So much noise, so little news
It’s a 24/7 news cycle, and the media attached to that wheel can’t tell you that what’s happening right now is one data point out of many, not a meaningful, active element in itself .
Higher interest rates, for example, mean higher mortgage rates, which in turn could slow the housing market and lower prices (or at least slow their growth).
It is not a simple equation. Cheaper sales prices with higher mortgage rates may increase affordability for buyers, but they also slow wealth creation for sellers.
Both are interesting data points when you’re looking at many different stocks, but evaluating a company’s outlook is much more about how its management executes a plan while adjusting to economic conditions.
( and Netflix PTON) (for example, they have taken very different approaches to ending the pandemic boom. NFLX)
Netflix has always talked about how it was pulling growth forward, warning that at some point there will be quarters with small declines. The company explained how it would become more efficient with content spending and focus on new areas such as video games to drive growth.
You can believe the strategy will work — I’m positive about more focused content spending, and I think games turn the money on. But how the company executes on its clearly articulated strategy means far more to its future than a rate move or whether Disney
( has an Avengers movie in theaters right now. DIS)
Peloton, for its part, has never really articulated a plan to return to growth after the pandemic spurred its customer acquisition. Yes, the broader economy matters more to Peloton than to Netflix, but you should buy, sell or ignore the company’s stock based on whether you believe in its long-term business plan, not because the cost of financing a bike marginally more expensive.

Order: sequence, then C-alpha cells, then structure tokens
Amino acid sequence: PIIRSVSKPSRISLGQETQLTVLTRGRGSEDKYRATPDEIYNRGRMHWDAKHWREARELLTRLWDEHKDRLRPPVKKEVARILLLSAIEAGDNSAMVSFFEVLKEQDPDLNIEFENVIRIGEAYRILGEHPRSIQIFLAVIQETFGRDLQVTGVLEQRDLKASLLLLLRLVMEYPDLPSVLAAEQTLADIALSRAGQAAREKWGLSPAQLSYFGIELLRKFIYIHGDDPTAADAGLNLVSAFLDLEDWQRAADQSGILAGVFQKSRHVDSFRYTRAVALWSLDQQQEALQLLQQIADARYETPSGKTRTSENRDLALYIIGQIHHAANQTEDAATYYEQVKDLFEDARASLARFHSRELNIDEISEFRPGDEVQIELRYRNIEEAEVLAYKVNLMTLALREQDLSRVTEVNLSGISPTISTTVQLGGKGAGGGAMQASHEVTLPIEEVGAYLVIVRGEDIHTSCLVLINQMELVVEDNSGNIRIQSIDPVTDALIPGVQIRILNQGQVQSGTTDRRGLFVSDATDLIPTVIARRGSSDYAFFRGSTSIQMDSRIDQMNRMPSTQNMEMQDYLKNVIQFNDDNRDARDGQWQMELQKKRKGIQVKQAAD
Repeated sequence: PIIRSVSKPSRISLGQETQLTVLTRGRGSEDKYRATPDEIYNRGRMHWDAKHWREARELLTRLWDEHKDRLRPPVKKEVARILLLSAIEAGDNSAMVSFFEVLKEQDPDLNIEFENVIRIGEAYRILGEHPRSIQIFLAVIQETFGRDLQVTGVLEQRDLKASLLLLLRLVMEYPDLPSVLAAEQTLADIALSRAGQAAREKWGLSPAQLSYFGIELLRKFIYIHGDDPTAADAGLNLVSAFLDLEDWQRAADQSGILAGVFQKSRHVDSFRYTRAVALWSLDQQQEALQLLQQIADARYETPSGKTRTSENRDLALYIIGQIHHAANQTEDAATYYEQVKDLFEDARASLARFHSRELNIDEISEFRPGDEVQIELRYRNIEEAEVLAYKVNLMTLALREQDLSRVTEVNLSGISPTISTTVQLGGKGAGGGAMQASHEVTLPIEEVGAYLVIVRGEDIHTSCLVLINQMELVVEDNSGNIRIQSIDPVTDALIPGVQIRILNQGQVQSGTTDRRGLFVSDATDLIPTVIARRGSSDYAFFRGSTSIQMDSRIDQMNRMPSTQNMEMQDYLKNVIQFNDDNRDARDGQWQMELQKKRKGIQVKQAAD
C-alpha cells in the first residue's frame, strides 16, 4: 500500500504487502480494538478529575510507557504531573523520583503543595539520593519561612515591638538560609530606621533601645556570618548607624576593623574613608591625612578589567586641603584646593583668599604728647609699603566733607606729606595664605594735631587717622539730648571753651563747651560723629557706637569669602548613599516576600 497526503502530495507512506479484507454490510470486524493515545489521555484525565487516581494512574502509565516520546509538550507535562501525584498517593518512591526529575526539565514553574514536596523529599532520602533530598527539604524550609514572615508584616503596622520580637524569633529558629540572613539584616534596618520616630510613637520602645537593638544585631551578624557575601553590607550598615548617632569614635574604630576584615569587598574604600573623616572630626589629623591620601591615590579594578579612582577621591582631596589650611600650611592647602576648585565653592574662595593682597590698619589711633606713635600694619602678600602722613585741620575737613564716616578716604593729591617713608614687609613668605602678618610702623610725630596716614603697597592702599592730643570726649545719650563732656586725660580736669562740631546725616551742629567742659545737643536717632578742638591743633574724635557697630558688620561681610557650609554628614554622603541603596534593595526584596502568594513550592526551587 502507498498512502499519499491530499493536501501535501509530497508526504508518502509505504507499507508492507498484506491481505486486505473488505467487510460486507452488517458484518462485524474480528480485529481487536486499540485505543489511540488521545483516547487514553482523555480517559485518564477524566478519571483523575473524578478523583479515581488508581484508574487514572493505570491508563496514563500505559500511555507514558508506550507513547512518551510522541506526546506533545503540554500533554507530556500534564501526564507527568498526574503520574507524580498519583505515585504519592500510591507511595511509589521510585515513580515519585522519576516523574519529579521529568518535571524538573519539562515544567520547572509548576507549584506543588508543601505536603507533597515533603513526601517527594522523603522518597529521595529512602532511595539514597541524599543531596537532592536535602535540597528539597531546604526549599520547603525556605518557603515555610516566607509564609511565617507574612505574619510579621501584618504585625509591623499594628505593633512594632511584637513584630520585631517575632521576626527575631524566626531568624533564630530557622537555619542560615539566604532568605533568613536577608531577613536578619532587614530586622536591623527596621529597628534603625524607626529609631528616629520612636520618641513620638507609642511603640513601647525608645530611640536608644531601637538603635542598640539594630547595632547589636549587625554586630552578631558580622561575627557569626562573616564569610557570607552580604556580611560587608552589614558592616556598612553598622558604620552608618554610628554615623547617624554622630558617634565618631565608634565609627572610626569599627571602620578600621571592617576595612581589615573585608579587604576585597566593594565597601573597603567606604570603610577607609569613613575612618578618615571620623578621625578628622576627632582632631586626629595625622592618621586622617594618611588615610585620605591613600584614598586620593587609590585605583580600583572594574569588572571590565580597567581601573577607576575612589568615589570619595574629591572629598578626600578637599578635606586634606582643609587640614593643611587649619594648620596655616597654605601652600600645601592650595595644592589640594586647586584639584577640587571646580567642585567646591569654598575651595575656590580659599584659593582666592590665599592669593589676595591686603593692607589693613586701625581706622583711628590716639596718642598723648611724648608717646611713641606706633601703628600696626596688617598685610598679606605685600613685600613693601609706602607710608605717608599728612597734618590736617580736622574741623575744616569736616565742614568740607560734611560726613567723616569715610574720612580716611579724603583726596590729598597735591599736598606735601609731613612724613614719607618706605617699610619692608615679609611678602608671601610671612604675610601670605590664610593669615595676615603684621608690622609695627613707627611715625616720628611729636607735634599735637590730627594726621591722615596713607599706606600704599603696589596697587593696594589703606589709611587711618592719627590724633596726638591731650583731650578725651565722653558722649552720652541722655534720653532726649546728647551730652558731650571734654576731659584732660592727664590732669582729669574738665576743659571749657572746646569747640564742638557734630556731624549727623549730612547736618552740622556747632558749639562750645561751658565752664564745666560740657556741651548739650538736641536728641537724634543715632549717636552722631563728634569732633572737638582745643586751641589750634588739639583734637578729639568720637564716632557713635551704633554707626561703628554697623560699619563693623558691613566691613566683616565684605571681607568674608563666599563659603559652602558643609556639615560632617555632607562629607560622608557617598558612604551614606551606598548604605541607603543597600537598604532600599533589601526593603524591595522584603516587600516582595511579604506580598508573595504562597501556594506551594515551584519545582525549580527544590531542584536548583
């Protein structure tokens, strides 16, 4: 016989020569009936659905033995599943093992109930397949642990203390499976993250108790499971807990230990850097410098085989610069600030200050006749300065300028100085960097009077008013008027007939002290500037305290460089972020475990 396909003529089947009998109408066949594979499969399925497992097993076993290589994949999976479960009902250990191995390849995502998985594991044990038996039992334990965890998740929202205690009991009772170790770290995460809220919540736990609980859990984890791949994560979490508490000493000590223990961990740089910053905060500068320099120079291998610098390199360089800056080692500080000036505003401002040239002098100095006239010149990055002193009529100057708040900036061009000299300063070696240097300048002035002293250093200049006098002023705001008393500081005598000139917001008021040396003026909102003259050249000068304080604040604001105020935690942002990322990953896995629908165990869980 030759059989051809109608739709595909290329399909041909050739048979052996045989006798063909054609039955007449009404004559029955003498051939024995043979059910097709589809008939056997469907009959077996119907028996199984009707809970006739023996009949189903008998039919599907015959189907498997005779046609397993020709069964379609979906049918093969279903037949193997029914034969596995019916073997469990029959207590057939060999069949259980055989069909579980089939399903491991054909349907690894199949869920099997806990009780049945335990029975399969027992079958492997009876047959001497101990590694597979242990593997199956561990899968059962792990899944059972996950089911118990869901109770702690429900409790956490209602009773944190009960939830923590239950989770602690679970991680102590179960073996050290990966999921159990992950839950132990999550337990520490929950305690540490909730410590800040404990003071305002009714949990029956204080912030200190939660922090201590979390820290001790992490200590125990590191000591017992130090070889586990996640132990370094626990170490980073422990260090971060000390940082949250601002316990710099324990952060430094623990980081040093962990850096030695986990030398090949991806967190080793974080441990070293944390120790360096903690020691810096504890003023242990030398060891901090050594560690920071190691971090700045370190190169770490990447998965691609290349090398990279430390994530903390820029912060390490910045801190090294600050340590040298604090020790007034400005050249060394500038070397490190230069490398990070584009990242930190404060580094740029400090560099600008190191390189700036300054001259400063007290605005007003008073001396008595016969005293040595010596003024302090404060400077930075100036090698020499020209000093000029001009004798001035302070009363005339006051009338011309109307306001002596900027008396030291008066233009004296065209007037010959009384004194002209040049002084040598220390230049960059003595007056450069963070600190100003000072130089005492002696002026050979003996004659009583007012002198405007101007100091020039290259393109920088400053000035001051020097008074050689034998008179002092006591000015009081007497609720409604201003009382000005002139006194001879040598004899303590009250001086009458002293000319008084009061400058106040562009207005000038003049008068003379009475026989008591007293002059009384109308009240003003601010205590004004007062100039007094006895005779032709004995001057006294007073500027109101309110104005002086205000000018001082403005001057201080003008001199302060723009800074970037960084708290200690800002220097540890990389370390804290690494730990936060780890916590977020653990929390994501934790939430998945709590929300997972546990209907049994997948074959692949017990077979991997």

The media likes to keep things simple. That’s why the weatherman tells you it’s going to snow, how much it might fall, and what the temperature will be, not the underlying science that makes these things happen.
It’s easy to confuse individual data points with movements in the stock market because when we get data, the market is moving, but those movements don’t really speak to long-term performance.
When considering investing in a company or selling a stock you own, consider as many data points as you can and don’t make blanket assumptions that higher interest rates or a weaker economy are bad (or good) for that company.
Remember that charts, numbers, expert opinions and everything else are tools to help you understand the bigger picture. None of this is the final word (which is why TheStreet has built tools like TheStreet Smarts, Action Alerts Plus, and Real Money to help investors understand not just individual data points, but how they all fit together ).